Costs satisfaction targets met; but ICT risks remain
UK local authority ICT managers have been successful in reducing costs while driving up user satisfaction, claims Socitm’s latest Benchmarking services summary for 2009.
The report says, however, that the reductions in cost – ICT spend per user – has dropped by 15.75 per cent in real terms since 2008, and by 19.3 per cent since 2006 – are also worrying. ‘Organisations should be maintaining or even increasing ICT spend at the current time’, it says, in order to achieve larger savings through ICT facilitated developments like pervasive flexible working, shared services, application of lean thinking, and e-procurement.
The reductions in spending suggest that top management teams do not take this view, or doubt the ability of ICT to deliver. The report says this could be explained by ‘weaknesses of ICT governance’, and in particular, the ‘reluctance’ of ICT leaders ‘to focus on benefits realisation’.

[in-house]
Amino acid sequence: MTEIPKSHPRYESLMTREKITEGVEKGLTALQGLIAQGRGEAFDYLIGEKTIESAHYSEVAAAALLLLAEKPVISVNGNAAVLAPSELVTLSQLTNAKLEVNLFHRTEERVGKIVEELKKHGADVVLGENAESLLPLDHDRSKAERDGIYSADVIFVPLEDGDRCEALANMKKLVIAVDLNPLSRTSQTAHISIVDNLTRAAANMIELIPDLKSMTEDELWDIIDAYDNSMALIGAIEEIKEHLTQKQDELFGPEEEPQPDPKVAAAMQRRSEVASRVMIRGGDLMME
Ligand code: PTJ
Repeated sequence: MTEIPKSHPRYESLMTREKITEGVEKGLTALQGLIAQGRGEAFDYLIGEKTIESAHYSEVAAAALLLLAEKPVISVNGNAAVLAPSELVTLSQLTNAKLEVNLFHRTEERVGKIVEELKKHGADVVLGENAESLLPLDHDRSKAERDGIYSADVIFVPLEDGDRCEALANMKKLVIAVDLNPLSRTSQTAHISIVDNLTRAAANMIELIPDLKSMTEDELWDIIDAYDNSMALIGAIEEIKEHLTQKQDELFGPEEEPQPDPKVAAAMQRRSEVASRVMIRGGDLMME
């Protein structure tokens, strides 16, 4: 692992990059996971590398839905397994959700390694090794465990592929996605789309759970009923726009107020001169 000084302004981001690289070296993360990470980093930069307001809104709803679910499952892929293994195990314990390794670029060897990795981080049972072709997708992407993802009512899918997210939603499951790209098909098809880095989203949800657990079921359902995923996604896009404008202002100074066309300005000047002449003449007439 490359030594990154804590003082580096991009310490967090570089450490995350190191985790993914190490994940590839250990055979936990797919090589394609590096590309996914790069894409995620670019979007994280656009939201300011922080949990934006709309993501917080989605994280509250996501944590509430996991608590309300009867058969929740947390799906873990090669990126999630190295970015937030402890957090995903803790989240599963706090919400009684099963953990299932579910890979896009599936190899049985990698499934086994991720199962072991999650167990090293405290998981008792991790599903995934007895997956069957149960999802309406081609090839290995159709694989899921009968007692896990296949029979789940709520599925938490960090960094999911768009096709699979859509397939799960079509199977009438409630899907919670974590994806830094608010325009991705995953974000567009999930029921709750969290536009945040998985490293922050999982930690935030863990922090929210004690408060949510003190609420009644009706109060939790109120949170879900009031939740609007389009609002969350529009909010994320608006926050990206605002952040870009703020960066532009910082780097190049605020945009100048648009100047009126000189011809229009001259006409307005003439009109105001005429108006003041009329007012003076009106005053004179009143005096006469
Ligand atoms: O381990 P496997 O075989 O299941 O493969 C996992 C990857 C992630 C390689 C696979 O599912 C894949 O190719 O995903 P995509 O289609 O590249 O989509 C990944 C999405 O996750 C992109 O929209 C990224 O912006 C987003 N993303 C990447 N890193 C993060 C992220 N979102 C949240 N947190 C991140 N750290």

ICT managers must ensure that project appraisal and benefits realisation management place responsibility fairly’ the report adds; ‘Blaming ICT when a service fails to get the benefits it promised from a project saps the credibility of the ICT function, militates against investment in new ICT-enabled transformational projects’, and also ‘limits the organisation's ability to deliver savings without cutting front line services’.
ICT functions have made impressive improvements in service. The performance of outsourced services on user satisfaction, possibly based on a Cloud Computing model, is significantly worse than for those provided in-house, although outsourced services do score higher on incident resolution – possibly because payment often depends on it.
The report concludes that ICT functions must pay greater attention to project management rigour, and top management must attend to the governance regime within which the organisation selects and invests in ICT projects.
Benchmarking Services summary for 2009 is available to Socitm Insight subscribers for download; it can be purchased by non-subscribers for £195.